According to reports, his boat collided with a humpback that had surfaced for air. The collision sent Hamill flying through the air, landing on the console of the boat. Even though he was immediately flown to safety and went through an 11-hour surgery and a five-week stay at Vancouver General Hospital, the former fitness industry veteran had no feeling from his chest down. Hamill suffered damage to his spinal cord, a crushed pelvis, two broken clavicles, two broken scapulae and every rib in his back was broken after his boat collided with the whale.

Humpbacks are baleen whales and unlike their cousins, the toothed whales (orcas, dolphins), they don’t have bio sonar — also known as echolocation — to help them detect other creatures in the water. Instead of using echolocation for hunting and navigating, humpback whales tend to produce a series of 'songs' that are used for communicating.

“They can be astoundingly oblivious of boats sometimes,” said Hildering. She warns that because of this, boaters need to be extra aware of their surroundings, rather than assuming that whales will swerve out of their boat's path.

“[Humpback whales] dive for much longer. They're usually not going in one direction, because they're looking for food; They're big, and they can become suddenly acrobatic.”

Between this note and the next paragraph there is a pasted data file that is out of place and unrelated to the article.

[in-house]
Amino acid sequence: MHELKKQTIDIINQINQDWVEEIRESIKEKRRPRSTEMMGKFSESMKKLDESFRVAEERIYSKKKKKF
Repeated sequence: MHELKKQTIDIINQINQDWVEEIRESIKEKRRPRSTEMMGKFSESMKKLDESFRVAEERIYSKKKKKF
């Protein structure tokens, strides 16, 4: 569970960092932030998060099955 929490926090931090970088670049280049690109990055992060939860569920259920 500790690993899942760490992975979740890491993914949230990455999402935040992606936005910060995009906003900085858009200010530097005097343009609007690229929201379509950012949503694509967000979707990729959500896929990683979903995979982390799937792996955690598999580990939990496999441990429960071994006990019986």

A humpback is seen lunging for food near an aggregation of birds near Port St. Luis in California on August 22, 2012. A gathering of birds is a good sign that a humpback might be near. Photo By Michael L. Baird,

Hildering and her team created a campaign called ‘See a Blow, Go Slow’ in an effort to educated the public and potentially save the lives of both whales and humans.

Their campaign highlights key points to reduce a while strike, such as:

  • Boaters should always be on the lookout for blows, which can stretch up to two meters high.

  • A large gathering of birds on the water means that there is a large gathering of fish below the water, which indicates that a whale could be close by.

  • Slow down and keep distance. Make sure the boat goes no more than seven knots when near a humpback and maintains at least a 200-meter distance.

Lack of legislation around whale-boat collisions

In Canada, there is currently no law that requires a boater to report when they’ve struck a whale, and Hildering wants to change that.

“By having the incidents reported, we can better understand how often it can happen, what the repercussions are, [if] the whale survives," she said. "And there's a greater chance of resources being made available for enforcement and for education."

Hildering said anyone who goes on a boat should immediately program the DFO Incident Reporting Line phone number (1-800-465-4336) into their phones so they can call the number when a boat hits a whale.

For Hildering, who has dedicated the last decade of her life to this work, raising awareness of whales among boaters is worth the effort.

For her, this work is about “the pure privilege and magic" of being able a coastal British Columbian who can "look out and see whale blows go by.”

This article was updated at 10:00 am on May 18, 2018, to reflect that the humpback population estimates were for all the North Pacific and not just the Pacific Northwest. We also updated that the humpback whale in the collision with Mike Hamill's boat did not breach but surfaced for air.